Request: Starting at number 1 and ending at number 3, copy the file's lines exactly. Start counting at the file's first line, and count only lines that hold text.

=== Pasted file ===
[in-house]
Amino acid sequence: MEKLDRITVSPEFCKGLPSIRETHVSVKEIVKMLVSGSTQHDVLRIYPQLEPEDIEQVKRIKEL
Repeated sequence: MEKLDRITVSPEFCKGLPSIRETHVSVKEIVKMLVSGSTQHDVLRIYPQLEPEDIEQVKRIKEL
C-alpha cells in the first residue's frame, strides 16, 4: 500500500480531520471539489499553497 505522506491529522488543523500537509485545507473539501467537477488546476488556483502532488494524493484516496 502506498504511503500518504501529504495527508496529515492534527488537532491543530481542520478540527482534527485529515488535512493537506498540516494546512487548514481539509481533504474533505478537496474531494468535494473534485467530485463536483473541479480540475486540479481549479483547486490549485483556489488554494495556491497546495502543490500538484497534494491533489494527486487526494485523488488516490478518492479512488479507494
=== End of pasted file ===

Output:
[in-house]
Amino acid sequence: MEKLDRITVSPEFCKGLPSIRETHVSVKEIVKMLVSGSTQHDVLRIYPQLEPEDIEQVKRIKEL
Repeated sequence: MEKLDRITVSPEFCKGLPSIRETHVSVKEIVKMLVSGSTQHDVLRIYPQLEPEDIEQVKRIKEL